On the Probable Fall in the Value of Gold: The Commercial and Social Consequences which may ensue, and the Measures which it invites 
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About this Title:
As a result of Peel’s Bank Act of 1844 and the discovery of gold in California in 1848 a dramatic increase in the amount of gold entered into circulation. Richard Cobden translated an expanded version of Chevalier’s essay in order to bring to world attention the thoughts of this French free market economist on the impact these events would have on the value of gold and other commodities.
The text is in the public domain.
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Table of Contents:
SECTION I.: preliminary observations.
CHAPTER I.: the question stated
CHAPTER II.: preliminary observations on the rise of prices which has characterised the last few years.
SECTION II.: an appeal to some of the fundamental notions upon the nature and characteristics of money.
CHAPTER I.: what we ought to understand by value and price.—twofold definition of money.—the standard or fineness of money.
CHAPTER II.: of the meaning of the word standard.— the metal-standard is that from which is derived the monetary unit.—the two ideas standard and monetary unit imply each the other.
CHAPTER III.: of the character of exchanges as affected by the invention of money —how the rise and fall of the precious metals are manifested in the course of trade.—phenomena of the rise and fall in commodities.
CHAPTER IV.: on the possibility of conferring the quality of standard upon two metals at once.
CHAPTER V: of the meaning of certain words specially applicable to money and the precious metals.—price, value, premium, dearness, cheapness
SECTION III.: of the present production of gold and its outlet.
CHAPTER I.: of the increase in the present production of gold as compared with the past —the extended coinage of gold which has followed.
CHAPTER II.: diminished coinage of silver in france—gold is already at a discount in comparison with silver.
CHAPTER III.: extraordinary exportation of silver from the civilised countries of the western world towards india and china —to what extent it is likely to continue.
CHAPTER IV.: france serves temporarily as a parachute to retard the fall of gold.
CHAPTER V.: whether the extraordinary production of gold ought to be considered as an ephemeral accident.—the crushing of the quartz veins —mines in siberia and elsewhere.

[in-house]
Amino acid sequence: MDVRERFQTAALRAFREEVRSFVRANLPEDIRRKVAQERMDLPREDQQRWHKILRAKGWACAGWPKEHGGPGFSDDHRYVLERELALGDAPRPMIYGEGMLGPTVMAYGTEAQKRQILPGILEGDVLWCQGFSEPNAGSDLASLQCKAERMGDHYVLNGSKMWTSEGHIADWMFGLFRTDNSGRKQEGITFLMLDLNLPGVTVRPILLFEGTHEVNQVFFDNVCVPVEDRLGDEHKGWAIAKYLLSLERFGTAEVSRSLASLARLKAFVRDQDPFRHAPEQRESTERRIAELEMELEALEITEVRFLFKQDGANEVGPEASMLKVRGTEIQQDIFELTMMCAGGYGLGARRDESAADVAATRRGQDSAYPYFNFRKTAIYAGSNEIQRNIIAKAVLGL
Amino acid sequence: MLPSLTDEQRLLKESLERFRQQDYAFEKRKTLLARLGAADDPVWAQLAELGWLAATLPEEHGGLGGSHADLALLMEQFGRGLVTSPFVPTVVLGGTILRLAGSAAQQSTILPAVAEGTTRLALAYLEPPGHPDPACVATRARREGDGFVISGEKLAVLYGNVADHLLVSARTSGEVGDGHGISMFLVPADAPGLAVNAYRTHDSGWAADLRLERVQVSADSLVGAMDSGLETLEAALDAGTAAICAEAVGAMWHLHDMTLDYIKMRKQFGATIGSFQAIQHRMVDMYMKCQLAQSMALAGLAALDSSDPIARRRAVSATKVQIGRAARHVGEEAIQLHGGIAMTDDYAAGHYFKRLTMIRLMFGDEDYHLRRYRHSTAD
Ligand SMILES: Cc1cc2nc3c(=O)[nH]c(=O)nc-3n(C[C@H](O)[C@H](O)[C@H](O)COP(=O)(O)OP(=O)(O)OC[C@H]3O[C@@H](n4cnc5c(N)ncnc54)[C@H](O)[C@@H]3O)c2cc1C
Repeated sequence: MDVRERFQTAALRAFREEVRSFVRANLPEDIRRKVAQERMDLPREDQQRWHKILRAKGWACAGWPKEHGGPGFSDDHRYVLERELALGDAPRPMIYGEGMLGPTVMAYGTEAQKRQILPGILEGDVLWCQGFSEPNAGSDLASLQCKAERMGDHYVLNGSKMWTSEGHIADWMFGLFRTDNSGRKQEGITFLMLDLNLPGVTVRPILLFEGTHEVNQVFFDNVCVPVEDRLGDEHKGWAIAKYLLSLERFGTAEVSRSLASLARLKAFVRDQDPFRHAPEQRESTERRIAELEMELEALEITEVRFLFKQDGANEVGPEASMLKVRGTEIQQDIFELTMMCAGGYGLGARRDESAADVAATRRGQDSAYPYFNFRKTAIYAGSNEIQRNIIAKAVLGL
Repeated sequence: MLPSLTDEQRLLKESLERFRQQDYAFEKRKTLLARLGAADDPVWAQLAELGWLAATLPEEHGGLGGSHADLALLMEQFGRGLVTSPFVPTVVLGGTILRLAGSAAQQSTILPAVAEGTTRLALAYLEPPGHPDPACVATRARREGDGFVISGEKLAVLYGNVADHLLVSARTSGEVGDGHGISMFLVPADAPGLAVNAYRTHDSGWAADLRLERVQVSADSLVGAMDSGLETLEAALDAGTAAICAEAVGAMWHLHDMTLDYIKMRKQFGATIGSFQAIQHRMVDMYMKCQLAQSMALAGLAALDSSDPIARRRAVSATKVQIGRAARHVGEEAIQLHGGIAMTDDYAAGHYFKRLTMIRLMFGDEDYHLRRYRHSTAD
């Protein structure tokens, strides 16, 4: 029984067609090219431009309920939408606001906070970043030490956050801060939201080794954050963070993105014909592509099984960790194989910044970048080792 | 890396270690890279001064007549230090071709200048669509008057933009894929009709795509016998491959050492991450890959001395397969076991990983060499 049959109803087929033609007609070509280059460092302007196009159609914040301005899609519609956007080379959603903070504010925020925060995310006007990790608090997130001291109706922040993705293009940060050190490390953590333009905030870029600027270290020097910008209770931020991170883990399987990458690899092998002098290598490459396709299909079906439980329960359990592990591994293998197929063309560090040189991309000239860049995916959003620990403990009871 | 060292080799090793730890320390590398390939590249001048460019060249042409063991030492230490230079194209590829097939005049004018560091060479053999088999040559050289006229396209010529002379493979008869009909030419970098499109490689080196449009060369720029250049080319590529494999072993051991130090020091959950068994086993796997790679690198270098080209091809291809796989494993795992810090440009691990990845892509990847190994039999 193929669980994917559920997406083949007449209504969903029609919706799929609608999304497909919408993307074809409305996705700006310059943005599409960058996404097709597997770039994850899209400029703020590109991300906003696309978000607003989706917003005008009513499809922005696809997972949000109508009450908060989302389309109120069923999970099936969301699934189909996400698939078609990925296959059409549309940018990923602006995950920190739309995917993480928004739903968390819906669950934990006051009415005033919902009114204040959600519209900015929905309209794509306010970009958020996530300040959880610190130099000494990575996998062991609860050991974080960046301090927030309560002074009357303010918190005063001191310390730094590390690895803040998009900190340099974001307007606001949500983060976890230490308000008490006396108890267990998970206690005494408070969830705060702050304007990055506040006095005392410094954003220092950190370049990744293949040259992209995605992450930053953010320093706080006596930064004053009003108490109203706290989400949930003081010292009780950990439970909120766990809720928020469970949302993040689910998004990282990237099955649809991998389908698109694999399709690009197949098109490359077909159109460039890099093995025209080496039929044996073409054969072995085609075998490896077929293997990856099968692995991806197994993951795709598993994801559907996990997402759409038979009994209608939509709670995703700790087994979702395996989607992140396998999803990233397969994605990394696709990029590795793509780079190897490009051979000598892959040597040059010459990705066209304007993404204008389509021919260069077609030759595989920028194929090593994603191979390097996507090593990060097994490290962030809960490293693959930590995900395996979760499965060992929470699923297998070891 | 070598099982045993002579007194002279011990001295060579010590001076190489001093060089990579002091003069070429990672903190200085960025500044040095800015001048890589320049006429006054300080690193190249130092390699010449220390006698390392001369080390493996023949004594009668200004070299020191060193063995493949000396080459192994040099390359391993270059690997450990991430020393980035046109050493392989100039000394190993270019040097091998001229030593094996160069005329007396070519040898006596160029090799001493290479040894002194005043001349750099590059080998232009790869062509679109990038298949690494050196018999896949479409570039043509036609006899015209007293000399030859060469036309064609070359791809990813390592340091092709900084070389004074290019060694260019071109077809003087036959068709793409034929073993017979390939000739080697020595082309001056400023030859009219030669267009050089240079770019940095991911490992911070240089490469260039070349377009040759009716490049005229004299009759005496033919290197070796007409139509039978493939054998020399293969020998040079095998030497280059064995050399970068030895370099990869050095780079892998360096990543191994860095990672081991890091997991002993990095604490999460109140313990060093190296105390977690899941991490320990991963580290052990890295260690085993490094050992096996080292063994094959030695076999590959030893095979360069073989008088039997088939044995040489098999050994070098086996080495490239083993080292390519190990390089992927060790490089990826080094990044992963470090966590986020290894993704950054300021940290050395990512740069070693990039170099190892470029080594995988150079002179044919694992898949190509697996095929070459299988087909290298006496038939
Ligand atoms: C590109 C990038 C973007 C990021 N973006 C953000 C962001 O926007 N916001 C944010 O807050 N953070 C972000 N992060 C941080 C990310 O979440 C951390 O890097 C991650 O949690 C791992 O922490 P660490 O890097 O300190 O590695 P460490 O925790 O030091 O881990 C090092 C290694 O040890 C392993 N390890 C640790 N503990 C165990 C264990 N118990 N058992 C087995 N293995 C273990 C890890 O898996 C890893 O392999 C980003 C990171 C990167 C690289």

SECTION IV.: on the new outlet that may be expected for the production of the new gold mines, and whether it will be in proportion to the extent of this production.
CHAPTER I.: of the outlet afforded by those countries which at present have evidently an insufficient proportion of metal in their currencies.
CHAPTER II.: of the increase of gold money which may arise from the development of business, and the increase of population.—of wear and tear.—of hoarding.—of shipwrecks.
CHAPTER III.: on the employment which habits of luxury may offer to the gold of the new mines.
CHAPTER IV.: conclusion of the preceding chapters.—the fall of gold very probable, if not inevitable, in relation to all other commodities.
CHAPTERS I. to V.: on the part assigned to gold in the monetary legislation of france.
SECTION VI.: consequences of the fall in the value of gold.
CHAPTER I.: a general distinction between those private incomes which will, and those which will not be affected. of a certain collective loss which the people of france will suffer.
CHAPTER II.: of the sufferings and difficulties which will accompany the transition.
CHAPTER III.: on the gain which would result to certain classes of persons, and to society, from the fall in gold. the saving to the state from the payment of the dividends on the public debt.
SECTION VII.: of the measures to be taken to avert the evil effects of the fall of gold.
CHAPTER I.: case of a state like england, where gold is the standard, and where there is no other money but gold.
CHAPTER II.: case of a state such as france, where there is a silver standard, but also a gold currency.
CHAPTER III.: the measure here recommended is a necessary complement of the law of germinal, year xi.
CHAPTER IV.: on some inconveniences inherent in the combination, respecting a gold currency, recommended in this work.
CHAPTER V.: of a plan recommended for maintaining the parallel circulation of silver and gold.
CHAPTER VI.: of the resolutions of a commission appointed by the minister of finance in mdccclvii.
CHAPTER VII.: of various acts which the legislation of the ancient regime upon money treated as crimes, and with regard to which some persons of our day propose to establish penalties. —selecting, and melting; trade in coins; exportation.
CHAPTER VIII.: of a different solution which has been recommended, and which would consist in the adoption of a gold standard.
CHAPTER IX.: appreciation of the system which consists in adjourning indefinitely the legislative solution.